Initially, we used my husband's diagnosis to show our support as we navigated this journey and joined a new “club” we really didn’t want to be a part of.
“JP Strong” is a phrase my children and I coined after my husband, JP, received a diagnosis of multiple myeloma in 2014. Initially, we used it to show our support as we navigated this journey and joined a new “club” we really didn’t want to be a part of.
JP got his diagnosis in April of that year and, immediately, he wanted to get involved in figuring out how to best manage his disease while remaining optimistic. A friend told him about the Multiple Myeloma Research Foundation (MMRF) and an upcoming 5K run in a neighboring town. We registered and set our fundraising goal and within a few days, he’d tripled his goal. Our friends and family all came out that day to support JP and it was an incredibly positive yet emotional experience. It gave him the boost he needed to know that with his positive mindset, paired with the efforts of the MMRF, he could do this.
Several months later, we learned about Moving Mountains for Multiple Myeloma (MM4MM)and he was selected to join a team to trek to Everest Base Camp with fellow patients, doctors and caregivers. Together, we trained daily while JP received his weekly chemotherapy and multiple prescriptions to combat the cancer cells rapidly multiplying in his blood. He never complained, never missed a day of work and never said, I can’t do this.
His resilience and stamina to tolerate this war against his cancer while fundraising and training to climb a mountain, which many healthy individuals would never attempt, were inspiring. Friends were emailing, texting and calling regularly complimenting his relentless fight not only for himself but for other patients. It was so important for JP to remain positive because he never wanted anyone to pity him and he recognized that everyone had their own mountain to climb in life.
Trekking to Everest Base Camp was one of the hardest yet most rewarding, life-changing experiences we had ever accomplished, particularly because JP had endured a stem cell transplant 11 months prior. JP’s involvement with MM4MM continued and we trekked the Fitz Roy in Patagonia, a “14er” in Colorado and the Kenai Peninsula in Alaska, and he plans to join a hike next year.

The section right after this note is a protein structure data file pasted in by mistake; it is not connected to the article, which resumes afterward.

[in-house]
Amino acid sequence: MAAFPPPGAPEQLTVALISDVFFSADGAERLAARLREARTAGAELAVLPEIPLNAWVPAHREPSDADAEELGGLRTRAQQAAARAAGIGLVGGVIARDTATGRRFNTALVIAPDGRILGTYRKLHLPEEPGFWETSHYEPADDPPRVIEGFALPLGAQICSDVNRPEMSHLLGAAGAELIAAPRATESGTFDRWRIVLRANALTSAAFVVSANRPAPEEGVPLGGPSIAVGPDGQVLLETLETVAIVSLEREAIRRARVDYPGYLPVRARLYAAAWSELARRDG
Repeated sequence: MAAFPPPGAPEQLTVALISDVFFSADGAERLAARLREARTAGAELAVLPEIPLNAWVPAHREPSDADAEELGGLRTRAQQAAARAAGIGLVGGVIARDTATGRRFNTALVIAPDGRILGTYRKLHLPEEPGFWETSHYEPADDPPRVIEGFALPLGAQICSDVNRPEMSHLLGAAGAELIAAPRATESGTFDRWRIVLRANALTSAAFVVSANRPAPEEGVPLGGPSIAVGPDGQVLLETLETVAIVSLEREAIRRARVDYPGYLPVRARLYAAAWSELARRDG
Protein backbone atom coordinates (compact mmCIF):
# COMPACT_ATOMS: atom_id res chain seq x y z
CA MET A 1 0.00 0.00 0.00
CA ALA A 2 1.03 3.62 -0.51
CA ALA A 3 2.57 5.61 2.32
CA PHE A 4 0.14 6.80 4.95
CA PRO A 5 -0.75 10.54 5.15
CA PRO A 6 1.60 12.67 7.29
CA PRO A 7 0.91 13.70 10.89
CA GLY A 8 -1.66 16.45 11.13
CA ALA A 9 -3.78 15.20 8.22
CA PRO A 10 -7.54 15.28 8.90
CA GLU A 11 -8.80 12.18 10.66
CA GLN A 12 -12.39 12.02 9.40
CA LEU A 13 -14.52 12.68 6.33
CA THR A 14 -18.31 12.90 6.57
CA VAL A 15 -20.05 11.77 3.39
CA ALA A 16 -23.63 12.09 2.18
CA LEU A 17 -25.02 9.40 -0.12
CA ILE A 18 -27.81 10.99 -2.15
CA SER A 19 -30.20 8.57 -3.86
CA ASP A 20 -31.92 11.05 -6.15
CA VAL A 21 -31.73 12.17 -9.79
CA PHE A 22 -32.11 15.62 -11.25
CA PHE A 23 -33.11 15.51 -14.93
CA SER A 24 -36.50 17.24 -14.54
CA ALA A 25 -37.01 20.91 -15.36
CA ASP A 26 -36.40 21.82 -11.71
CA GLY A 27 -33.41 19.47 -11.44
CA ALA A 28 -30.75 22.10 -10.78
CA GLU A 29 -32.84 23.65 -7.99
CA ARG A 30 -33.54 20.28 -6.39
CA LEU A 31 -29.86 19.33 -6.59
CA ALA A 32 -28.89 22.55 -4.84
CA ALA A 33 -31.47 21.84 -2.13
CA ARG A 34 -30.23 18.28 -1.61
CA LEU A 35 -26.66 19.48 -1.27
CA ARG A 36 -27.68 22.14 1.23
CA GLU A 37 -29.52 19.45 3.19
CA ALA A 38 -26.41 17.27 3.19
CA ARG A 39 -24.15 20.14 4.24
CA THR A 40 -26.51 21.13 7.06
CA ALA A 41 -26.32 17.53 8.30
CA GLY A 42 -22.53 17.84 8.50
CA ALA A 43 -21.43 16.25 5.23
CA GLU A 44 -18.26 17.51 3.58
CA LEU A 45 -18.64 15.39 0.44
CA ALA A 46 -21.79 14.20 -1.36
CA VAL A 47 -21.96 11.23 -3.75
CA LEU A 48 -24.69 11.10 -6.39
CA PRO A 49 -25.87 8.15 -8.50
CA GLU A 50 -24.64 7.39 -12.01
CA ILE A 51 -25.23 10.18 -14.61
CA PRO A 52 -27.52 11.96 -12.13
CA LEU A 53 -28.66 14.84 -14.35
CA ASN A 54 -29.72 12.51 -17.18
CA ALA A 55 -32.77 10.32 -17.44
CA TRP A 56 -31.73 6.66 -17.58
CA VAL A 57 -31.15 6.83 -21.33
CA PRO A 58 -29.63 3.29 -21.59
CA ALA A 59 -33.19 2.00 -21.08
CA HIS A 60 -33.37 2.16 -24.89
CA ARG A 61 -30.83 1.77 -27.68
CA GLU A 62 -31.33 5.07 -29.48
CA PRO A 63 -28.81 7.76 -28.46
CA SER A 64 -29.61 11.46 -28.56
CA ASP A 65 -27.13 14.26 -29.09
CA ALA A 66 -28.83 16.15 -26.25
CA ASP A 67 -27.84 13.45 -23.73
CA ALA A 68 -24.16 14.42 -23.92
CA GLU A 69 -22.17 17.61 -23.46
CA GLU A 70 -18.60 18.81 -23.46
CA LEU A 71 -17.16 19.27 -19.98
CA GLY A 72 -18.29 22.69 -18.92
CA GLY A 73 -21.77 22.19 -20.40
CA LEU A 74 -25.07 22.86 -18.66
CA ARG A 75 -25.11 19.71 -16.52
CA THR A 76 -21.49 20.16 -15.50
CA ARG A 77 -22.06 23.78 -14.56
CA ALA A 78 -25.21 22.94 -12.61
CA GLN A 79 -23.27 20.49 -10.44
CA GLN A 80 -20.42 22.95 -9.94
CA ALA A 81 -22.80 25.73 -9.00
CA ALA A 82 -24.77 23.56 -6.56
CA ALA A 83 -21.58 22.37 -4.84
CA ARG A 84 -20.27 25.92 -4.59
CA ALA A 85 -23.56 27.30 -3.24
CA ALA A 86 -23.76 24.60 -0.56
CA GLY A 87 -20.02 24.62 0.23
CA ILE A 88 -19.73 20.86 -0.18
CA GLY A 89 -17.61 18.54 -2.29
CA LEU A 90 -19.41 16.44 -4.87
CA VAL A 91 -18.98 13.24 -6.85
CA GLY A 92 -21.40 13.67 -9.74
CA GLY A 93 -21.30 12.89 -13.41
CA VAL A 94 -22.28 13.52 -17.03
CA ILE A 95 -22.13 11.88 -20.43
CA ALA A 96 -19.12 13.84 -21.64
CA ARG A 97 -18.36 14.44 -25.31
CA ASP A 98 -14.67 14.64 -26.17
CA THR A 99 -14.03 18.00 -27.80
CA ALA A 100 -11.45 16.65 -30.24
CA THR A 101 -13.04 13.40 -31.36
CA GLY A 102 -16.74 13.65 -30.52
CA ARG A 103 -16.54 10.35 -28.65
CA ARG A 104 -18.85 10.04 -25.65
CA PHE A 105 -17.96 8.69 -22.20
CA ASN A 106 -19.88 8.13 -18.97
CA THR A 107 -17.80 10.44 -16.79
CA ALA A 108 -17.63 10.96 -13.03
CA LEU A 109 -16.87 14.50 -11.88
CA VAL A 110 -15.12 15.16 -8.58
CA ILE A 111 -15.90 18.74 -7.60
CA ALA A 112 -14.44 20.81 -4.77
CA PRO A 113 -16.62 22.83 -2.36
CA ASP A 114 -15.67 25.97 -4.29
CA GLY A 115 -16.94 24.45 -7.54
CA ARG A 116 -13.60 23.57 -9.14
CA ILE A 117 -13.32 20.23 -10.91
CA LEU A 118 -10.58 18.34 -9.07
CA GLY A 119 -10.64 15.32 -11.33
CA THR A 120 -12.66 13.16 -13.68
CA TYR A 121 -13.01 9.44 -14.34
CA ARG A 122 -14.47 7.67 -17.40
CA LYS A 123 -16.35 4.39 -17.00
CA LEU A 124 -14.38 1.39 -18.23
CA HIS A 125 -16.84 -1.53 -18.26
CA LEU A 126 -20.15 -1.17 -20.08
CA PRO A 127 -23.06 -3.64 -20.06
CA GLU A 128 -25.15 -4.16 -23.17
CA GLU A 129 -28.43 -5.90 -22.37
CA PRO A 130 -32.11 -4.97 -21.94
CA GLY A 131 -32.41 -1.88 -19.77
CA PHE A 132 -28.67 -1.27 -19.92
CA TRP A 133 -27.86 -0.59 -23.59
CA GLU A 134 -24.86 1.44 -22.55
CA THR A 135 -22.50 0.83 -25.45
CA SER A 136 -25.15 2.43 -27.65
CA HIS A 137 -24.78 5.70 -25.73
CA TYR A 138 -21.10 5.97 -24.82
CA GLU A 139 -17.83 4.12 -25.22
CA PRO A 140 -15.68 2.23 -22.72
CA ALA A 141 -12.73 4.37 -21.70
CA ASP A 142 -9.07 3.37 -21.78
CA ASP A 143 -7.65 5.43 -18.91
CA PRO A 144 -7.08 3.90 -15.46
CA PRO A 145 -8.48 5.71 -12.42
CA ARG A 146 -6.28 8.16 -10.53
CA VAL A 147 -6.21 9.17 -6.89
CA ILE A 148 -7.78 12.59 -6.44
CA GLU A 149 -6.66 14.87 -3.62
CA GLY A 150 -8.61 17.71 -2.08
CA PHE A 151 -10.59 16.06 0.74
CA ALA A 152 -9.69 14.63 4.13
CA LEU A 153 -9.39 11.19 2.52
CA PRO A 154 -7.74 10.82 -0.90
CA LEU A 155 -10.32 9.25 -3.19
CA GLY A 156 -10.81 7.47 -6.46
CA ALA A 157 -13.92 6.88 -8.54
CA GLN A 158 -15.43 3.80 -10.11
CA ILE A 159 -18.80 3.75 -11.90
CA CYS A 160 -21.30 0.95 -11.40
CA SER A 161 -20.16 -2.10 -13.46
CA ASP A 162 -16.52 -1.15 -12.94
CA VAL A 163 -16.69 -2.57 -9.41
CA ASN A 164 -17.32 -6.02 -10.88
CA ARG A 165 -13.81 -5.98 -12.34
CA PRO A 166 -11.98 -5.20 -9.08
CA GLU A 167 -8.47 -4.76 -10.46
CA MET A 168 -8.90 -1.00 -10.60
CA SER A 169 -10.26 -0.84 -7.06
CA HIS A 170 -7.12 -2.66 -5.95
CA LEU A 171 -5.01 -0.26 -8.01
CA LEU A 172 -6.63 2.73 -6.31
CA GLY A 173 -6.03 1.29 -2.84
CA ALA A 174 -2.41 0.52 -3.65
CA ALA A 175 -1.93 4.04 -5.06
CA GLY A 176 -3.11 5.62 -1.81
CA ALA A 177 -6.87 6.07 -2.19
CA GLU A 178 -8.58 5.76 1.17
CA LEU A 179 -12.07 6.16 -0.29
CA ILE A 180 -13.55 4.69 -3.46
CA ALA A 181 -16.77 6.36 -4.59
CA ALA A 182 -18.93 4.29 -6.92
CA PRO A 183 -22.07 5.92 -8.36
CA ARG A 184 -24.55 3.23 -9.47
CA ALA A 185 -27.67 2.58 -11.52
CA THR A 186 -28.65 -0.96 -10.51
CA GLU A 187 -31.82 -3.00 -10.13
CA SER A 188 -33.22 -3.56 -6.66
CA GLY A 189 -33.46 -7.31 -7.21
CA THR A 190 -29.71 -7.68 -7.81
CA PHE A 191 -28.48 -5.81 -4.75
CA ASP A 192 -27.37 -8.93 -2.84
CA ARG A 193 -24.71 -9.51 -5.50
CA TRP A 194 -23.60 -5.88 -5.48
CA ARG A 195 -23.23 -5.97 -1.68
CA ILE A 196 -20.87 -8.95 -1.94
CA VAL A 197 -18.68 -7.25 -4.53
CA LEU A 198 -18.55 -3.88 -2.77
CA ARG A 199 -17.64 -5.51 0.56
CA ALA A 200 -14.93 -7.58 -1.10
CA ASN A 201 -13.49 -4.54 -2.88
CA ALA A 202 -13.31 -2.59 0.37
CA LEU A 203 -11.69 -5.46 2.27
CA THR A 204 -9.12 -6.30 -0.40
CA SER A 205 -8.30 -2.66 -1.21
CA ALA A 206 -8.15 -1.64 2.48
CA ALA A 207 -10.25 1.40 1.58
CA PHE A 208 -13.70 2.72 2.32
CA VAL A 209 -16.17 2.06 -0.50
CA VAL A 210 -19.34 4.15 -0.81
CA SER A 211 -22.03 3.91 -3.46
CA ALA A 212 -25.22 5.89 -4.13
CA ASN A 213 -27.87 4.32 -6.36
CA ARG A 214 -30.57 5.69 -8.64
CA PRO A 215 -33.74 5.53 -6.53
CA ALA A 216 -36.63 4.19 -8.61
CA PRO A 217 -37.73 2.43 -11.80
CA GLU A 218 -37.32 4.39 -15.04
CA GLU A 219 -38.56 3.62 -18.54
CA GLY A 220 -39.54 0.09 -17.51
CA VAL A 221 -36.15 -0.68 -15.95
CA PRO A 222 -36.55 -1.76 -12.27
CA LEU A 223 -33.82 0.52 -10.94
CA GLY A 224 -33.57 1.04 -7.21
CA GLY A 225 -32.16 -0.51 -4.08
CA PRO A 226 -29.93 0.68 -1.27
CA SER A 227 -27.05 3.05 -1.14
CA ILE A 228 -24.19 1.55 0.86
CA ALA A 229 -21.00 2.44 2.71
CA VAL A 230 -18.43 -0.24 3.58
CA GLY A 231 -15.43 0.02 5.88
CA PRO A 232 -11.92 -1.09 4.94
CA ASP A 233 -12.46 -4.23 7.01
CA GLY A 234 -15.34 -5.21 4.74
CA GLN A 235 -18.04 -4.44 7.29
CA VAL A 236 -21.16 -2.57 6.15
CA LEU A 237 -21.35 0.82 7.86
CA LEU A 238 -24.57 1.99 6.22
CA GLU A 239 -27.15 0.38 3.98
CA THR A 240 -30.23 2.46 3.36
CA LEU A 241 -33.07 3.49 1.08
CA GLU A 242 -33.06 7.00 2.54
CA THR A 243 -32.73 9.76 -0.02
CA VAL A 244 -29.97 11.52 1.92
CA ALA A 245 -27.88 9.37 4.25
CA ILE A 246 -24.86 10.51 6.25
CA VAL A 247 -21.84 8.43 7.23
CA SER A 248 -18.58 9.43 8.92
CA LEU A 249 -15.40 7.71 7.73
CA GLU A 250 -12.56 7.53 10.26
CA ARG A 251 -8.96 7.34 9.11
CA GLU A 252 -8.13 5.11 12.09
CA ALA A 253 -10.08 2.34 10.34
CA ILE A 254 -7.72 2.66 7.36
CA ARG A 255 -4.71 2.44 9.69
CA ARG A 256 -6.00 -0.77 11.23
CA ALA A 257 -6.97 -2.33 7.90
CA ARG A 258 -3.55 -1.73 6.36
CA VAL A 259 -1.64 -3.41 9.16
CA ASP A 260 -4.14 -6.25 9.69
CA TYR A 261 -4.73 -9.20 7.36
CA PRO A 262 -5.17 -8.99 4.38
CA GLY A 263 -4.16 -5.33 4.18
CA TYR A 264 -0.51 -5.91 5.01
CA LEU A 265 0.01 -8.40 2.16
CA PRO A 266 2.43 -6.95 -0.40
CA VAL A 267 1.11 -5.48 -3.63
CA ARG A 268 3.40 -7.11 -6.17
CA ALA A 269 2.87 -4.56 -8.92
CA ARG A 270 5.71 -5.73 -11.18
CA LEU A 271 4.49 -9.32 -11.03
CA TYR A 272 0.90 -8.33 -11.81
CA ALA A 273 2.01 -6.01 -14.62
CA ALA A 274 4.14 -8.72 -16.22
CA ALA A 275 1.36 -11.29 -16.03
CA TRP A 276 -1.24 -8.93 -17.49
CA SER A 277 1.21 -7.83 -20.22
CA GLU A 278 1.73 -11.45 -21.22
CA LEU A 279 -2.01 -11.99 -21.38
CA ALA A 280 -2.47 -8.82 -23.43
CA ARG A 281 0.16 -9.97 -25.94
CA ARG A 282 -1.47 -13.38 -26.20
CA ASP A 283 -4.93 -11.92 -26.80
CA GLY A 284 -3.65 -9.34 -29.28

We are blessed with supportive friends and family who have generously donated to the MMRF year after year, allowing JP to easily surpass his fundraising goals. He has raised close to $150,000 since his diagnosis, 90+% which goes directly to research, which translates to not only extending patients’ lives but also improving their quality of life.
He focuses on not just living but thriving. Our four children have been motivated by their father and they have been involved in our fundraising efforts running in New York City Half Marathons, hosting local bake sales and even getting their friends involved.
JP is also a mentor for patients with new myeloma diagnoses,helping them navigate this new normal, which we often compare to a rollercoaster ride with its many highs and lows. Having patient-to-patient conversations and sharing their personal experiences and the challenges they face is critical. He knows how important it is to maintain a positive outlook and wants to help other patients live their best lives.
Additionally, he wants to raise awareness about the disease to ease the fear most patients with new myeloma diagnoses share.
JP is quite humble. Even his own doctors marvel at his resolve to beat this disease while inspiring others to be “JP Strong.” They recognize the significant impact he has had improving the lives of those affected by multiple myeloma through his actions and dedication to being selfless in his fight.
I have no doubt JP will continue to climb mountains and encourage others until there is a cure someday very soon. He has inspired countless patients over the past eight years, but no one more than me. It is an absolute honor to nominate JP, my husband and best friend, for this recognition as a multiple myeloma warrior!
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